Beirut Explosion: A Missed Birthday and a Broken City
“The streets were full of injured people crying for help. It was hard to know who to tend to first.”
The evening before Domoa’s eighth birthday, her mother Khadija had planned a surprise.
With schools largely on hold due to COVID-19, Domoa had barely seen her friends.
On the evening of August 4, she was about to head to the playground with her family—her mom had secretly invited two of her best friends.
After the blast shook her home, blowing out windows and toppling a refrigerator, Domoa, 8, remains concerned about another explosion. "I was so scared. I dream about the blast and then I wake up at night," she says.
Photo by Stefanie Glinski for CRS
Domoa and her four siblings—three sisters and a brother—were putting on their shoes when the sound of a blast rang through their ears.
The next seconds are still a blur to Khadija, but she thought the war had returned and remembers motioning her children into the kitchen, hiding in a small corner under the window.
The second, much stronger blast occurred a few nervous breaths later. This time, the house shook and a shock wave pummeled their bodies. Khadija was disoriented, she lost track of her children as pieces of glass from her windows flew through the room, piercing their skin. Their refrigerator toppled over.
Feared more explosions
Khadija heard her own voice screaming, followed by confused panic on the street outside. The room filled with dust and the air smelled of smoke. No one knew what had happened.
A day later, Domoa’s birthday passed without celebration as the family grappled with a destroyed home and a broken city—the result of an accidental explosion of ammonium nitrate stored at the port of Beirut. Khadija took the children into the mountains outside of town, where she hoped they would be safe.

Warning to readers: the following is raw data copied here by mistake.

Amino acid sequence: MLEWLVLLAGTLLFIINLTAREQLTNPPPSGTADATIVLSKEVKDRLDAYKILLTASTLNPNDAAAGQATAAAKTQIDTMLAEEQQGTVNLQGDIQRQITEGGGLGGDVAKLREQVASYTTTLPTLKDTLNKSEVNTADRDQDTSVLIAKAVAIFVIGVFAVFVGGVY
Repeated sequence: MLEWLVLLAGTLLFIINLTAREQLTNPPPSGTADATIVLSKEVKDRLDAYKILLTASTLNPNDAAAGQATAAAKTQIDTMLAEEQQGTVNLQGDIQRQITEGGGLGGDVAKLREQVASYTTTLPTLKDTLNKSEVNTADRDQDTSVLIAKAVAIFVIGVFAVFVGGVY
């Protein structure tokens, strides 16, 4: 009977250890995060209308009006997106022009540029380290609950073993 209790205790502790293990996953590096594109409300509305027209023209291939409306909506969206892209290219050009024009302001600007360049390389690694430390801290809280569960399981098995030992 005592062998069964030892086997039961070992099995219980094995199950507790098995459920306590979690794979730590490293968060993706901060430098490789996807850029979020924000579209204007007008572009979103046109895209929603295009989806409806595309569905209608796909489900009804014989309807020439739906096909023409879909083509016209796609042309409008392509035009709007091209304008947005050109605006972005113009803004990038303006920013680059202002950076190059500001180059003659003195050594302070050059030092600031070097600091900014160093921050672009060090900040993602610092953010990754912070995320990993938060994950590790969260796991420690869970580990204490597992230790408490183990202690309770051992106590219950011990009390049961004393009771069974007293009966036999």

“Even now I still hear the sound of it all. I still see the images right in front of me,” Khadija says. “But it’s Domoa who was the most scared.”
After the blasts, Domoa was afraid that more explosions were coming. She asked her mother over and over again when that would happen.
Khadija’s husband, Mohammed, was at work when the blast occurred. It took him several panicked hours to find his family.
Many pushed into poverty
“I started screaming and panicking,” he told us. “Where are my children? Where is my wife? Where is my family?”
“The streets were full of injured people crying for help. It was hard to know who to tend to first,” he says.
With the Lebanese currency dropping and the economy tumbling into further crisis, the family was already struggling. Even though Mohammed and Khadija both had jobs, they didn’t have enough cash to replace the doors, windows, plaster, and kitchen appliances that were damaged in the explosion.
From left to right: Ali, 5, Zeina, 6 and Domoa, 8 sit in the rubble taken from their home. The explosion near Beirut’s main port on August 4 killed at least 180 people, wounded 6,000, and left an estimated 300,000 people homeless.
Photo by Stefanie Glinski for CRS
“And that’s not only us,” Khadija says. “This goes for most people in Lebanon. Inflation has pushed many into poverty.”
Within hours of the explosion, Catholic Relief Services, Caritas Lebanon and 12 other faith-based partners responded. We set to work alongside the Awareness and Consolation Association—a local partner—to repair damaged homes.
Throughout the city, laborers visited people’s homes just days after the disaster, replacing windows and doors, and rebuilding whatever possible as quickly as possible.
Khadija’s home, which is located in the heart of historic Beirut, was repaired within a day.
“Mom has told me that there wouldn’t be another explosion,” Domoa says bravely, though seemingly not entirely convinced.
“It will take a long time to rebuild Beirut, but right now, the help of aid organizations is so important. If they don’t help us, who will?” Khadija asks before sharing her hope that her family will have the chance to celebrate Domoa’s eighth birthday very soon.